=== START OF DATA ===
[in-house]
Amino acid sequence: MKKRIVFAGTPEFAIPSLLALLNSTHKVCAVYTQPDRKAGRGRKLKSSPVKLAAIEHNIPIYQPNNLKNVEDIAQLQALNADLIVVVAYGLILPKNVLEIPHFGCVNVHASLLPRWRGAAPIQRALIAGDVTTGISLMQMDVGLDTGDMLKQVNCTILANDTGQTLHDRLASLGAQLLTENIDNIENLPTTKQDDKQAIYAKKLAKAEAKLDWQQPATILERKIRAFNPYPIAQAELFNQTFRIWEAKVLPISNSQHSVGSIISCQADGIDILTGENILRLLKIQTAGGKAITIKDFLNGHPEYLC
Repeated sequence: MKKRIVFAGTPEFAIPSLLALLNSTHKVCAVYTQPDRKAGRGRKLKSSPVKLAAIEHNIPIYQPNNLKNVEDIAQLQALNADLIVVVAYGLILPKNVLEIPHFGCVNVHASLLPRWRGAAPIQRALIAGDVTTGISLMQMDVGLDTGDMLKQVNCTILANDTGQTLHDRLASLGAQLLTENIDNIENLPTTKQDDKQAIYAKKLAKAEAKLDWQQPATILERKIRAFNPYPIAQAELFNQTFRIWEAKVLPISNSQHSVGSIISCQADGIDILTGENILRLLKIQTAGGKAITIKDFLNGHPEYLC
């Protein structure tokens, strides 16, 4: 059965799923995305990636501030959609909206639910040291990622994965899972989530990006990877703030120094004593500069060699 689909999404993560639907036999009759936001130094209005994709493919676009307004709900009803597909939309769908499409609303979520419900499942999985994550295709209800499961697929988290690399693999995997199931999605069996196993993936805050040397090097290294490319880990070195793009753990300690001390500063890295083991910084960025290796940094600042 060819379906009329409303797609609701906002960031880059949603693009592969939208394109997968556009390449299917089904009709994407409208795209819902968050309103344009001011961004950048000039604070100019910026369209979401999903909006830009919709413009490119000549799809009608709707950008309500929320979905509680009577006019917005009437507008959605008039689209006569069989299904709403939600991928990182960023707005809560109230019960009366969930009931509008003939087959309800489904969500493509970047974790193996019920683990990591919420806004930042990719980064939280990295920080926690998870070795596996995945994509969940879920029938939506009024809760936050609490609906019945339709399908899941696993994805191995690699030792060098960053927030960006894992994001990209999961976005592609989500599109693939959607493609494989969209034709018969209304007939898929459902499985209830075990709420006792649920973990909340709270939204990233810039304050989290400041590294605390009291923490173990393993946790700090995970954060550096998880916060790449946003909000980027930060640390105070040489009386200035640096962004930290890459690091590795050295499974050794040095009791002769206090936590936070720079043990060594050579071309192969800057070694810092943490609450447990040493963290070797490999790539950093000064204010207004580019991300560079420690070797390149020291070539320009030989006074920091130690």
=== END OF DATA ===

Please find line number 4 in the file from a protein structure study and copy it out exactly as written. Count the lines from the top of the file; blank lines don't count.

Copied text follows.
């Protein structure tokens, strides 16, 4: 059965799923995305990636501030959609909206639910040291990622994965899972989530990006990877703030120094004593500069060699 689909999404993560639907036999009759936001130094209005994709493919676009307004709900009803597909939309769908499409609303979520419900499942999985994550295709209800499961697929988290690399693999995997199931999605069996196993993936805050040397090097290294490319880990070195793009753990300690001390500063890295083991910084960025290796940094600042 060819379906009329409303797609609701906002960031880059949603693009592969939208394109997968556009390449299917089904009709994407409208795209819902968050309103344009001011961004950048000039604070100019910026369209979401999903909006830009919709413009490119000549799809009608709707950008309500929320979905509680009577006019917005009437507008959605008039689209006569069989299904709403939600991928990182960023707005809560109230019960009366969930009931509008003939087959309800489904969500493509970047974790193996019920683990990591919420806004930042990719980064939280990295920080926690998870070795596996995945994509969940879920029938939506009024809760936050609490609906019945339709399908899941696993994805191995690699030792060098960053927030960006894992994001990209999961976005592609989500599109693939959607493609494989969209034709018969209304007939898929459902499985209830075990709420006792649920973990909340709270939204990233810039304050989290400041590294605390009291923490173990393993946790700090995970954060550096998880916060790449946003909000980027930060640390105070040489009386200035640096962004930290890459690091590795050295499974050794040095009791002769206090936590936070720079043990060594050579071309192969800057070694810092943490609450447990040493963290070797490999790539950093000064204010207004580019991300560079420690070797390149020291070539320009030989006074920091130690």